Dino-killing asteroid could have thrust Earth into two years of darkness

by National Center for Atmospheric Research/University Corporation for Atmospheric Research, August 21, 2017 in ScienceDaily


Tremendous amounts of soot, lofted into the air from global wildfires following a massive asteroid strike 66 million years ago, would have plunged Earth into darkness for nearly two years, new research finds. This would have shut down photosynthesis, drastically cooled the planet, and contributed to the mass extinction that marked the end of the age of dinosaurs.

The strange rise of coal in the Middle East

by Robin Mills, August 20, 207 UAE Ed The National


The Middle Eastern countries that are looking at coal are trying to diversify their fuel mix, and to reduce vulnerability to economic or supply shocks. Gas is cheap at the moment but its price is volatile, and states such as Dubai, Egypt and Turkey do not want to be too import-dependent. For Dubai, which attracted a very competitive bid from Acwa and Harbin, coal is a key part of strengthening its negotiating position with other suppliers. Iran and Turkey are trying to maximise the use of their domestic coal, and for Turkey, reliance on rivals Iran and Russia for two-thirds of its gas is dangerous.

Despite gas prices being low at the moment, coal is cheaper still — at least once the required import facilities are constructed. Chinese power and engineering companies, looking for other markets, are offering their expertise and low-cost financing.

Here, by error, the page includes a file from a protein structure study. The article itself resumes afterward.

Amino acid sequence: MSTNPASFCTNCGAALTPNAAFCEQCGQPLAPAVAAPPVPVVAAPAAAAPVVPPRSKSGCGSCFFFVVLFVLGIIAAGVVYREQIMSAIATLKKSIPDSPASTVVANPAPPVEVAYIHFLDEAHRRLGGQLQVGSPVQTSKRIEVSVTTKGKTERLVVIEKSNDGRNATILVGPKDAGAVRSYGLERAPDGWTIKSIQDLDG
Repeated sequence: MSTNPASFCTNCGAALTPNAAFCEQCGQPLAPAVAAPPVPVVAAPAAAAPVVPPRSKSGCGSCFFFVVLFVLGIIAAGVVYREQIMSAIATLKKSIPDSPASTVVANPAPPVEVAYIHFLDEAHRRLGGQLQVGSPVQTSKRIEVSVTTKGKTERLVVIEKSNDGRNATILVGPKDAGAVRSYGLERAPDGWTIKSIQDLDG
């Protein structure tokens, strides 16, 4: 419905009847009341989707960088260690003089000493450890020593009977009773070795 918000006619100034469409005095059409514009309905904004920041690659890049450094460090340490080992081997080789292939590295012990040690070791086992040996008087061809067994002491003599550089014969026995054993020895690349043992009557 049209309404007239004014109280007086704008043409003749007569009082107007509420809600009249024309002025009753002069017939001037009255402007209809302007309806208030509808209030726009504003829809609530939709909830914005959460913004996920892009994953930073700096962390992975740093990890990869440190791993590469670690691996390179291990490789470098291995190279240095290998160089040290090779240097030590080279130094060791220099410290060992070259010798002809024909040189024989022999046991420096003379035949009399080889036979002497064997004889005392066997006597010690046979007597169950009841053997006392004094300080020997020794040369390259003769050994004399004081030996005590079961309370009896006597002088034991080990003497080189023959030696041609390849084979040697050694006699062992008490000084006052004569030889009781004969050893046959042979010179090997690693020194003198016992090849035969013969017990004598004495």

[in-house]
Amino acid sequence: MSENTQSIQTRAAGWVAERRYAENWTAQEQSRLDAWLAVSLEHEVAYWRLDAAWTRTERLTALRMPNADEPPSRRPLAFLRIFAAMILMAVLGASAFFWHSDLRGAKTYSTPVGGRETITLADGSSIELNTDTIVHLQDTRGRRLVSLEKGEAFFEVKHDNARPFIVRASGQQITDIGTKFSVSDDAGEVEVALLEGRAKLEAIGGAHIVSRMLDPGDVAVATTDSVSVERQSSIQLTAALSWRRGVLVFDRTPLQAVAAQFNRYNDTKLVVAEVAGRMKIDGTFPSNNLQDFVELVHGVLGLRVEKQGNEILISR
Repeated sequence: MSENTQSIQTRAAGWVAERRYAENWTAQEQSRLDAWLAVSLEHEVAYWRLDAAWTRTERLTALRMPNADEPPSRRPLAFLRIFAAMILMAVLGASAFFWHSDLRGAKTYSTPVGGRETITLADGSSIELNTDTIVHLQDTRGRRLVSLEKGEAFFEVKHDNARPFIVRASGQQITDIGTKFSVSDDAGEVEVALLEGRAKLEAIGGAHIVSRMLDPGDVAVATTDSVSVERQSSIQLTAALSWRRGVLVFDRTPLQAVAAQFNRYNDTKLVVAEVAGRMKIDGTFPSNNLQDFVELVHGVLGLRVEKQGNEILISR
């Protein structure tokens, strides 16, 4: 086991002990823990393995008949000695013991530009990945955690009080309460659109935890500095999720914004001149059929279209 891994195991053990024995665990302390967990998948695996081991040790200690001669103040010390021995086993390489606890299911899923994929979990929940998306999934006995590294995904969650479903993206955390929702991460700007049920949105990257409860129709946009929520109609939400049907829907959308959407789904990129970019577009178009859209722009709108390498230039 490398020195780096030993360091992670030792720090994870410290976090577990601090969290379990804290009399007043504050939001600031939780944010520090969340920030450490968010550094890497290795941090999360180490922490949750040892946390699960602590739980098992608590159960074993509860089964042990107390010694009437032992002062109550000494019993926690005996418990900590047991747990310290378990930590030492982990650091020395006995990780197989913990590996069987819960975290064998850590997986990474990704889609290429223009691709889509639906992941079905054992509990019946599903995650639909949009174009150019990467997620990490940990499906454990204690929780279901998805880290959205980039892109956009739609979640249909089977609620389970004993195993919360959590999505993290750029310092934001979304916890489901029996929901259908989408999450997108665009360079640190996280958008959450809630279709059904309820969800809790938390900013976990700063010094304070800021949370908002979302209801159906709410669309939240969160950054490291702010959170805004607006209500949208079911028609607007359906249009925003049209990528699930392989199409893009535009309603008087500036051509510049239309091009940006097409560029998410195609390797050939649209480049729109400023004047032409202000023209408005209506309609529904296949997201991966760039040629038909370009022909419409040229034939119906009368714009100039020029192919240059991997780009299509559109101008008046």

Peak Oil And Peak Demand Have Entirely Different Outcomes

by Robert Rapier, August 15, 2017 in Forbes


That’s the peak oil argument in a nutshell, but the peak demand argument is entirely different. In this case, oil production falls — not because of geological factors — but because the world turns its back on oil as cleaner, cheaper options become available. Electric vehicles and ride-sharing on a massive scale are envisioned as two of the key factors that will make oil obsolete.

Will 2017 Set Records? (Now Includes June and July Data)

by Werner Brozek, August 20, 2017 in WUWT


In order to determine if records are possible in 2017, one must know the previous records as well as the average to date and what is required for the rest of the year in order for a particular data set to set a new record.

For the five data sets I cover, records were set in 2016. For now, I am not concerned about the statistical significance of the records, nor the number of decimal places. I merely want to know if the record can be beaten this year. At the end of the year, I plan on reporting any records and how statistically significant they are.